ANNA BARDEN’S GAME WITH CHESS AND HORSES (and sometimes flowers and cats) | Written by Theo Dorgan

The game of chess — long a preoccupation of Anna Barden’s — can be quite deceptive. We think of it as cerebral, the unfolding of a pattern with its roots in deep analytic thought. Rigorous thought, logical thought, driven by the inexorable ‘if this, then that’. Every move has a consequence, first immediate, then farther out ahead in the unfolding, a logic tree spreading and spreading. Every move is also a provocation, since the player is always asking ‘if I do this, then what might he/she do in response?’. The other is always present, every move is taken in full consciousness of that challenging presence. There is choice, and there is opposition.

But (and in this life isn’t there always a ‘but’…)

We can’t live like this, much as we might sometimes want to. We can’t live as if life is a cool game of chess. We move across the board in a series of hesitations and plunges, sometimes overthinking things, sometimes trusting (or not trusting) intuition, guesswork, blind faith.

The space between these contrasting perspectives is fertile ground for the artist to explore, since the artist always knows that it is not a question of ‘this, or that?” but of “this, and this’. The artist is not required to favour one mode of being over another; to choose the life thought carefully through, or the life consigned to the vagaries of chance and happenstance. The business of art is exploration, mind and heart in the game, sometimes one dominant, sometimes the other.

Like it or not we live in society and society is impossible without rules. Two sober, serious people facing each other over the squared chessboard might appeal as a metaphor for an ordered social existence. Yet, and the clue is in how the pieces move, the random and unexpected is provided for in the rules, the smooth and sometimes far-reaching glide path of the bishop, the jinkiness of the knight, the constraint on the king and the wild freedom of the queen, all these give the ground for tragedy, tragi-comedy, pure comedy. The wild and the wilful played out on a ruled and sober grid.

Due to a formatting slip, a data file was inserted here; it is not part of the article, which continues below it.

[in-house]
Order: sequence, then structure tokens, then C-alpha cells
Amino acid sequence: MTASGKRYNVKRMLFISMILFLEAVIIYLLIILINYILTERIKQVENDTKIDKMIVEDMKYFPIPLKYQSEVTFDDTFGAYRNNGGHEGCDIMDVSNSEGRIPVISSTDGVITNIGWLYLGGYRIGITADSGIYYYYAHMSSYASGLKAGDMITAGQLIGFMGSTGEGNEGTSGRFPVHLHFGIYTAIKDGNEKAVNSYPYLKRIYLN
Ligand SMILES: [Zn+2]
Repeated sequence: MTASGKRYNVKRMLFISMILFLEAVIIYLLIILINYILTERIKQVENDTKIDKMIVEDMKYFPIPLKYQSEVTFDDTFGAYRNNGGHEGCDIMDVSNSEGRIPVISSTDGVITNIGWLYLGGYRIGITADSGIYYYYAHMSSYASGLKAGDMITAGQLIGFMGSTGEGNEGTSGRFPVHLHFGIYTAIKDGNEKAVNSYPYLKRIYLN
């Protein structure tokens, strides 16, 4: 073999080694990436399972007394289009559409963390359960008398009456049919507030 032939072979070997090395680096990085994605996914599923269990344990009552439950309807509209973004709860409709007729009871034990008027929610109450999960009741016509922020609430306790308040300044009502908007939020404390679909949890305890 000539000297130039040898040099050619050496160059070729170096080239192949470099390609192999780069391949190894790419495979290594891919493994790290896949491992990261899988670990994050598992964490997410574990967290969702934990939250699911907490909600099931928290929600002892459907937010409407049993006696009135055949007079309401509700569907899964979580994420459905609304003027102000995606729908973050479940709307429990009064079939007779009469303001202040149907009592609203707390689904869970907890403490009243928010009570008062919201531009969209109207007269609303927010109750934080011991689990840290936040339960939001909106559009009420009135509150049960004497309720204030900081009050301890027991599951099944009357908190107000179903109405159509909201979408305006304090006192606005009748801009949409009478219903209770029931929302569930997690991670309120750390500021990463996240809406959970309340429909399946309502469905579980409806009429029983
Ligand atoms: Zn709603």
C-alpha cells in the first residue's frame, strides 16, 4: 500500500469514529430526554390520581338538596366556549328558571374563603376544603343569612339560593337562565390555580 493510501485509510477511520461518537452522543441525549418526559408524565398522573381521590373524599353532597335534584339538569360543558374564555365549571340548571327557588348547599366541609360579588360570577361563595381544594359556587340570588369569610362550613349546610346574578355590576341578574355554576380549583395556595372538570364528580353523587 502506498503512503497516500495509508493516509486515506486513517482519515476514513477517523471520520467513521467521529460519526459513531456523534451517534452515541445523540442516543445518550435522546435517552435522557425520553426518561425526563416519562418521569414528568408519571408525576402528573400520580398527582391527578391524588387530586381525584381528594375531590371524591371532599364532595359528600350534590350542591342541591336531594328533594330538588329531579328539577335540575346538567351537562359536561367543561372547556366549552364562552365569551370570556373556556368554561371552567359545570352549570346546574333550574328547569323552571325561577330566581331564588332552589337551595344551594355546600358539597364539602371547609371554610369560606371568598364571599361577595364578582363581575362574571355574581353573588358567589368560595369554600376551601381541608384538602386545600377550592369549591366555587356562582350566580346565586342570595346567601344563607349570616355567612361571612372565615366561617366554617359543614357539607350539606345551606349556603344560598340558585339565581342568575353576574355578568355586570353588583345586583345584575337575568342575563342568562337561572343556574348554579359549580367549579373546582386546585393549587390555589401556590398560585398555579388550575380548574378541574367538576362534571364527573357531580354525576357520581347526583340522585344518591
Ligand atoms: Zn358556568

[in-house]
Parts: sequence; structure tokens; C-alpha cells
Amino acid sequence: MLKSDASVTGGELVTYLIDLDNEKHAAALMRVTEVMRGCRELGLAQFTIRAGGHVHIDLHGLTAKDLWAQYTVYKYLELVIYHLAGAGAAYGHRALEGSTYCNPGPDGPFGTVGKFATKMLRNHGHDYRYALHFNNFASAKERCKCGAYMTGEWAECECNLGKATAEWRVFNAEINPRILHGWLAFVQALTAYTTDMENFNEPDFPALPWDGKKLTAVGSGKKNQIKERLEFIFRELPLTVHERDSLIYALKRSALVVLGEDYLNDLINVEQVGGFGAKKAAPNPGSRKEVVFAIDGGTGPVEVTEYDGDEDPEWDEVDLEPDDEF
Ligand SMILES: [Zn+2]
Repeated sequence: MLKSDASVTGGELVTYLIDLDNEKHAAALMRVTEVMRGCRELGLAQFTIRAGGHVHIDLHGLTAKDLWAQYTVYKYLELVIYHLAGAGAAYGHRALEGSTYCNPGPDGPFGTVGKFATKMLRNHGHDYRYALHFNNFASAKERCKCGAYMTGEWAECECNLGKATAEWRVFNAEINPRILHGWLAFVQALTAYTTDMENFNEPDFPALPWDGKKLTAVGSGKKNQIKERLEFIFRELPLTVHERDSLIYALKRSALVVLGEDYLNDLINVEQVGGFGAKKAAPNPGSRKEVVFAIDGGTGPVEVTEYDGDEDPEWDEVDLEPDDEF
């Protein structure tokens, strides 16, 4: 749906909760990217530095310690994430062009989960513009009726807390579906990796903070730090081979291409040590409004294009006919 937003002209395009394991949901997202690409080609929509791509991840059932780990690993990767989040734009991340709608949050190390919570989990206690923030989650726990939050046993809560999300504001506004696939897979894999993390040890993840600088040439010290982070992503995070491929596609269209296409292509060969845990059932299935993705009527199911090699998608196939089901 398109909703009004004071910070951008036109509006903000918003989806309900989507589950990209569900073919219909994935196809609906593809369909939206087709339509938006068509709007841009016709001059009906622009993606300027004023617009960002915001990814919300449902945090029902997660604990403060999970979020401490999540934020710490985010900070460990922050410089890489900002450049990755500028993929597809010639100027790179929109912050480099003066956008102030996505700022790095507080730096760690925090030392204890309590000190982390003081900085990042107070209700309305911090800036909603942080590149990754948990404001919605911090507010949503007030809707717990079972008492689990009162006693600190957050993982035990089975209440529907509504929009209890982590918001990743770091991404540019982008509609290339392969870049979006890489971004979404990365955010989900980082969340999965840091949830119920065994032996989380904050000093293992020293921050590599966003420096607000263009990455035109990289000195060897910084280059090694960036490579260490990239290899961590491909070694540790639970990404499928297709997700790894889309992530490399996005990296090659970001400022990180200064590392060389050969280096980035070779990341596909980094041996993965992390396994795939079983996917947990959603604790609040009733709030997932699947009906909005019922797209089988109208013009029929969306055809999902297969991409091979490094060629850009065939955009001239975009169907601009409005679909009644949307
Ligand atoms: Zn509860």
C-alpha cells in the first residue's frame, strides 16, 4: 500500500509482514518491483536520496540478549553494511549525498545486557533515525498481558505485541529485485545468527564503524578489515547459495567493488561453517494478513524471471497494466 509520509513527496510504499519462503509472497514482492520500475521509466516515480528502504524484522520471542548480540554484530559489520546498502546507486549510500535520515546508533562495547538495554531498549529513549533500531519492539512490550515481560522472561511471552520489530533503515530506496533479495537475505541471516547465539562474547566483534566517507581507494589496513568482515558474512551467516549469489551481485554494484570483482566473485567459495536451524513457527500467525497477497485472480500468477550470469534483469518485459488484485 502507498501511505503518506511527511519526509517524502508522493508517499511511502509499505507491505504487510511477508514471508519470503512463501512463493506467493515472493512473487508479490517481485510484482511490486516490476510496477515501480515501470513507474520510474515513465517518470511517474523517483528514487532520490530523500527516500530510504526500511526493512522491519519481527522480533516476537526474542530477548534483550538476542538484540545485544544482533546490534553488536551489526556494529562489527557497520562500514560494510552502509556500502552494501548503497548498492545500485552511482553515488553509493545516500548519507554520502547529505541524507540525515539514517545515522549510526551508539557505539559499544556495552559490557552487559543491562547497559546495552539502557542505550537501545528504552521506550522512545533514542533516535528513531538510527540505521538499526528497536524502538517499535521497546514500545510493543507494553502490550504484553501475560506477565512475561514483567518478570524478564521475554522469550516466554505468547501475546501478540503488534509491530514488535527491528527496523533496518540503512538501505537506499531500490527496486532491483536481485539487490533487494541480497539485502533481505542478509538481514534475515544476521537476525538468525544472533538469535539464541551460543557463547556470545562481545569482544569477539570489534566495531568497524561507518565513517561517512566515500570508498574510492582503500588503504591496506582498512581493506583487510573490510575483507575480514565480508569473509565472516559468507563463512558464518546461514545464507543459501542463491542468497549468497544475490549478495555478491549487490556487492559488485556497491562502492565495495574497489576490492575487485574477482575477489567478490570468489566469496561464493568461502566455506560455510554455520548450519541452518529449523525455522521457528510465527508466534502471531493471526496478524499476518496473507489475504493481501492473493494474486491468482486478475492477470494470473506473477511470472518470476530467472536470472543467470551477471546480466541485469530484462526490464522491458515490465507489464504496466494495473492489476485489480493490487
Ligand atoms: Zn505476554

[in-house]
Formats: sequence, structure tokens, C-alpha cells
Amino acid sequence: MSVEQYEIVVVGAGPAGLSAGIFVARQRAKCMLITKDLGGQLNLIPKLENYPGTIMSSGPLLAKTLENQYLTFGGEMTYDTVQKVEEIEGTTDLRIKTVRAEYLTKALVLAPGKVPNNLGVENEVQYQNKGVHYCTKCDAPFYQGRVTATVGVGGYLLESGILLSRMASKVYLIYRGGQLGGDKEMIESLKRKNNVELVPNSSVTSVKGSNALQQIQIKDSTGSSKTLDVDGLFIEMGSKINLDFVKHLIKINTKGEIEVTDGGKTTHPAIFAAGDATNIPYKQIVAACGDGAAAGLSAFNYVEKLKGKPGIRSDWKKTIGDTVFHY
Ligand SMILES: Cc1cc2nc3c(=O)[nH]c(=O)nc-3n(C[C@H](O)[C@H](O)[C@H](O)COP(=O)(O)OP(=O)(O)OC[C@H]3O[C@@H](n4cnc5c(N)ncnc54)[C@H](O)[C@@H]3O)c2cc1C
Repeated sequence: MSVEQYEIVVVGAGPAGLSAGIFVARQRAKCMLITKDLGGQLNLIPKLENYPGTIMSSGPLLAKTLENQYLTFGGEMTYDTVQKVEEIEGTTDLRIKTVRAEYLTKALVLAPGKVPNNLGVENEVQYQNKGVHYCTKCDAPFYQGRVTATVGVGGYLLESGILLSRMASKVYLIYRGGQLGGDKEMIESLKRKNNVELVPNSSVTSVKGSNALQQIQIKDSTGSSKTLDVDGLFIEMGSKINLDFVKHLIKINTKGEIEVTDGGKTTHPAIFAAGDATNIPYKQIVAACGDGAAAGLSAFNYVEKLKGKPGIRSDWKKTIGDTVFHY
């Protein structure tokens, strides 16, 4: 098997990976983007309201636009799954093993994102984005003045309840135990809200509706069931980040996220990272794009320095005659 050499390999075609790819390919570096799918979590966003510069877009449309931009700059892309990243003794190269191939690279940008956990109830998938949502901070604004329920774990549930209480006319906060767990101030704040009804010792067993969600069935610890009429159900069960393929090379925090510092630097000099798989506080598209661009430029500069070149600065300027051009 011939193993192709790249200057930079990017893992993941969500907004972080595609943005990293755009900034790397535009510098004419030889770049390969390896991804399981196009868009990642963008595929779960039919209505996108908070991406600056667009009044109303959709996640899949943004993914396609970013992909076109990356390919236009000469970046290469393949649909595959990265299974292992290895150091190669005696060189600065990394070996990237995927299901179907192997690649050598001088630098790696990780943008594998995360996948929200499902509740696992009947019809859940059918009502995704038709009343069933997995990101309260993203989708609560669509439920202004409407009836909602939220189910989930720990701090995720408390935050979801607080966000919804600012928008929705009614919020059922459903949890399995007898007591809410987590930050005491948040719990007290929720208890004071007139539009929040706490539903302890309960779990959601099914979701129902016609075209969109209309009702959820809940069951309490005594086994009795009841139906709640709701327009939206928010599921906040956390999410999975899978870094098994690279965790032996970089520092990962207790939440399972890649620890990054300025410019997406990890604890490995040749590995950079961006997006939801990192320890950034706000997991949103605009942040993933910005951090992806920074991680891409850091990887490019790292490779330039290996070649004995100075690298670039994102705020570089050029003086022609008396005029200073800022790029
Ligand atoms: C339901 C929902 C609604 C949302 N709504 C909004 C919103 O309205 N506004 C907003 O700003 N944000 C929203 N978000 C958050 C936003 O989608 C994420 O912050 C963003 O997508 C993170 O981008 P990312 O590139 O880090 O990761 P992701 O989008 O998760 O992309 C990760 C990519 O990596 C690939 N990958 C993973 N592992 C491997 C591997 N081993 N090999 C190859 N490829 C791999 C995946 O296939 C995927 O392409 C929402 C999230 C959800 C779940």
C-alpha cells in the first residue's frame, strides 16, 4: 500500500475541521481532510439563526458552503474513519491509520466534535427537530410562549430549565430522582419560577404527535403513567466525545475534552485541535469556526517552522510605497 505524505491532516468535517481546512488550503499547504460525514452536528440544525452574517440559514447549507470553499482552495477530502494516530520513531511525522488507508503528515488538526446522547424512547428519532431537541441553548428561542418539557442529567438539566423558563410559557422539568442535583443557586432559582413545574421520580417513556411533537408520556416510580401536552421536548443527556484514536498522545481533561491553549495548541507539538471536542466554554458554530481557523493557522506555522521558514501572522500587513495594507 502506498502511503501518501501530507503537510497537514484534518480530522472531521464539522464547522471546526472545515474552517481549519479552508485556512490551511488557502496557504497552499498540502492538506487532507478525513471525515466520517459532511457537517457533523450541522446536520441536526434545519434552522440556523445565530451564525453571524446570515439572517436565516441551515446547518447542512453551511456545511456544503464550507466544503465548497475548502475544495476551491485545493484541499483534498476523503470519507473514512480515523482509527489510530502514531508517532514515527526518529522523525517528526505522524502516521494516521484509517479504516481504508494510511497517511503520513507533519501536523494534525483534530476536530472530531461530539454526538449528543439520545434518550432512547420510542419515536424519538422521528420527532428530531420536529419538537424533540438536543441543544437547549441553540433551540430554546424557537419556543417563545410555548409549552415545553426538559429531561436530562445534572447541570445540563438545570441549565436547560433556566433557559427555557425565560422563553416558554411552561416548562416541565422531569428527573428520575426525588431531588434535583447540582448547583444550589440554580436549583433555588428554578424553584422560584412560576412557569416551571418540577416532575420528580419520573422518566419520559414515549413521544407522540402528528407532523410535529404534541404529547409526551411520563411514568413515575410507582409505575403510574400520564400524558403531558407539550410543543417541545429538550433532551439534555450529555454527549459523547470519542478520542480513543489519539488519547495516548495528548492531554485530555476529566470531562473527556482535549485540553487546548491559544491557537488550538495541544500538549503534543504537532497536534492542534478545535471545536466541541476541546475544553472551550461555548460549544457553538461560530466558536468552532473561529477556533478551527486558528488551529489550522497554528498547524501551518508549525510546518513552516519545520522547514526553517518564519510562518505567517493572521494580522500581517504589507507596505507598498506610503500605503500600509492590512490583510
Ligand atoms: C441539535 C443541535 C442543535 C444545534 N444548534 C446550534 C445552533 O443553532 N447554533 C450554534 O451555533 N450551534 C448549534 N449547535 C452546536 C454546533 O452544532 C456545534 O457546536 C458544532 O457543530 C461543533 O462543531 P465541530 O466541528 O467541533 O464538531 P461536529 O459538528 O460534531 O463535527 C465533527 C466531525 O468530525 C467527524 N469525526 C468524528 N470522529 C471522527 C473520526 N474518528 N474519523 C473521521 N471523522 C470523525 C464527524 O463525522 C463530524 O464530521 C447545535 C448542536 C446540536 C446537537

Anna Barden’s work negotiates the fraught territory that lies between assigned order and chaos — which is to say, formlessness, the impossibility of meaning. Her flower and plant paintings pitch colour and awkwardness, insistence, against the inherited neatness and order of tradition, her loyalty is to what Dylan Thomas called “the force that through the green fuse drives the flower”. The flower in the painting means to be itself in the same way as the flower in the garden border or the pot means to be itself. In her drawings, especially in her drawings of cats, the line is always urgent, uncomforting, each drawing records a struggle, each drawing is a struggle, not just to give the viewer ‘cat as depicted by the artist’, but to answer to the opponent on the other side of the board, the cat itself concerned only with being itself. And those tortured and vital horse sculptures? Think of the knight in the game of chess, the apparent waywardness of its moves, the way its awkward and disruptive way of appearing in unexpected places disrupts the smooth and fluent patterning moves of the other pieces. Think also, because Barden, always very conscious of language, is playing with a double meaning, of how check has a double meaning, the obvious meaning in the game, often precipitated by a knight’s move, but also referring to the rider’s checking of a horse, the slight pull back on the reins that steadies the animal for the imminent jump over an obstacle. Barden’s horses are recognisably horses — we have seen horses, we have seen representations of horses, we can read her sculptures as horses — but they are also horses that in their contortions, their expressing of themselves in modes of torture, speak to us of how will and consciousness can prevail, find identity, outside and sometimes despite the accepted norms.

Chess is not what it sometimes seems to be, and neither is life. Sometimes we play for desperate stakes, sometimes, in the need to prevail we rely on the unexpected move, the sideways jink and hop, and most of the time we are negotiating with the rules on a given field of play. This is neither a clinical nor a logical business, this business of living a life. As Pasternak says, “to live your life is not so simple as to cross a field”. or, for that matter, a chessboard. In her paintings, drawings and sculpture, Anna Barden squares up to this dilemma with courage and determination. I say, bravo! And thank you.

 

 

 

 

 

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